Marías at Sampaguitas
Interview with Terese Mason Pierre
You have a chapbook forthcoming, Surface Area, can you tell us about it? What were your motives writing this chapbook?
My upcoming chapbook—tentatively titled Surface Area—is mainly about relationships. Earlier drafts, read by friends, have been described as ‘sensual,’ and ‘romantic.’ It was interesting for me, as a writer, to explore that theme, because, at the time, I had never been in a romantic relationship. Writing those poems was like writing fiction. I made it all up, even the more violent poems. I didn’t have any motives writing this chapbook—I didn’t plan to write one. I collected some of my best and favourite poems I had written in 2018 and noticed that they had some common themes—romance and nature—and thought that they might make a good chapbook. I’m really happy it’s getting made.
You are also working as a poetry editor at Augur Magazine. Does this position give you various point of views? What do you think about the work sent to you?
Yes, I’m Augur Magazine’s poetry editor. Augur Magazine is a speculative literature journal based in Toronto. While the senior editors and their assistants will each work on one fiction piece, I edit all the poetry we decide to publish. My position as an editor makes me really excited to see the work that’s out there. I feel privileged and honored. Augur Magazine has had quite of an impact on social media, so we get really excellent work sent to us. I feel somewhat lacking and insecure as an editor when I approach these pieces—they are already so amazing, what have I to edit? As a poet, I’ve only just begun marginally reaching into speculative poetry, which is the kind of poetry Augur accepts, and I’m blown away by the depth and breadth of the genre. Our contributors are fantastic.
Tell us about your reading series which take place in Toronto. How does it feel these gatherings to you?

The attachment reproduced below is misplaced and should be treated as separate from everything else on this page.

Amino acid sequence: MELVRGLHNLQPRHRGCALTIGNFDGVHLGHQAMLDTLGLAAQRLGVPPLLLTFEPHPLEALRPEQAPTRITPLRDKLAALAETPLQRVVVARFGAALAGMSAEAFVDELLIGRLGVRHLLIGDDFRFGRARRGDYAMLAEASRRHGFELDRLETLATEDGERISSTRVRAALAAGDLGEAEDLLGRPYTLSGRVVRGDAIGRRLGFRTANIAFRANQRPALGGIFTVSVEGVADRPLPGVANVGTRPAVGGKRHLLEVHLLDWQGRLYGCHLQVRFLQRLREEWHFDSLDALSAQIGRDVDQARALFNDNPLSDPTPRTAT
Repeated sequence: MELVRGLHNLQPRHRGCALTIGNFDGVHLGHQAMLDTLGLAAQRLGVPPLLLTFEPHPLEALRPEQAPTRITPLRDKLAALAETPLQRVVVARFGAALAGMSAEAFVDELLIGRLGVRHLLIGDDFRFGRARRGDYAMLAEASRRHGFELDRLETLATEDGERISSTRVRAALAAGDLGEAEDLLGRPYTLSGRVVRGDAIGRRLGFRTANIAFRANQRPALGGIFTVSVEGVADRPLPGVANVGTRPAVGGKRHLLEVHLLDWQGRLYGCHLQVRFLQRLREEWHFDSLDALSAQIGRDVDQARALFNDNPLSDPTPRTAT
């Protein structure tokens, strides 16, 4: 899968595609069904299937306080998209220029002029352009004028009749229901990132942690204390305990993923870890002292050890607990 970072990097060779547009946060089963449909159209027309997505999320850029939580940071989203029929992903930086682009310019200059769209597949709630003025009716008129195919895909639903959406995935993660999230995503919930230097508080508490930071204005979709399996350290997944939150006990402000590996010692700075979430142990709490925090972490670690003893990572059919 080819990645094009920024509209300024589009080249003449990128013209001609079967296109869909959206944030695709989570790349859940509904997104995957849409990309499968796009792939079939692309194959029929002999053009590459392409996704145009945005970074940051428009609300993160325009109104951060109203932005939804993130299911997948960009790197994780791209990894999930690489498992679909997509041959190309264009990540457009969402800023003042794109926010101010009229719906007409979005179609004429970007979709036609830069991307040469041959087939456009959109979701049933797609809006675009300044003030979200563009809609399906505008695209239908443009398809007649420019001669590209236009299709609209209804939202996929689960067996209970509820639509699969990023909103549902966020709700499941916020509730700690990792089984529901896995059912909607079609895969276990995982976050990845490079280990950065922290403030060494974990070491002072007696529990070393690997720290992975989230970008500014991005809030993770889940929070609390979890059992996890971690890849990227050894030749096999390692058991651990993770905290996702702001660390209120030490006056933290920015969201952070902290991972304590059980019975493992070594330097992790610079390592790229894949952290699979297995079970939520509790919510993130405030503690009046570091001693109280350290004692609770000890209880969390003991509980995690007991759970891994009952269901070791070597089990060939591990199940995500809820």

I currently help out with the Shab-e She’r Poetry Night, which takes place at the Tranzac Club. It was founded by Iranian poet Bänoo Zan—she’s quite a force—and has grown into, what I think, is a staple in this Toronto poetry scene. I love going to reading series—as an organizer, featured reader, or audience member—because I have always enjoyed literary environments. More practically, I think reading series are excellent places to meet fellow writers, hear new poetry, and build community. That’s why it’s so important that reading series need to be held in accessible spaces, so as many people as possible can feel welcomed and safe. I’m glad to participate in any way I can.
In your poems, “Expanse”, “Growing” and “Bow” which were published by The Temz Review, you give your reader nature themes mostly. Also we may say that your style is quite romantic. Which components feeds your themes?
When people ask me what my work is about, I now respond, “I write a lot about nature and shitty boyfriends.” I don’t know why I write these themes; I haven’t fully explored that part of my creative process. I think I was responding to—maybe mimicking—themes that I noticed were in a lot of poems anyway—nature and romance. I didn’t have experience with the later, so I made things up as I went along. I also pulled ideas from what I saw in the world around me, stories my friends would tell, and dreams I had. The three Temz Review poems are going to be in my upcoming chapbook.
If we can assume your poetry as romantic, what is the difference between your poetics and the German romantics? Can we say that you’re changing, distorting and creating a brand new romanticism?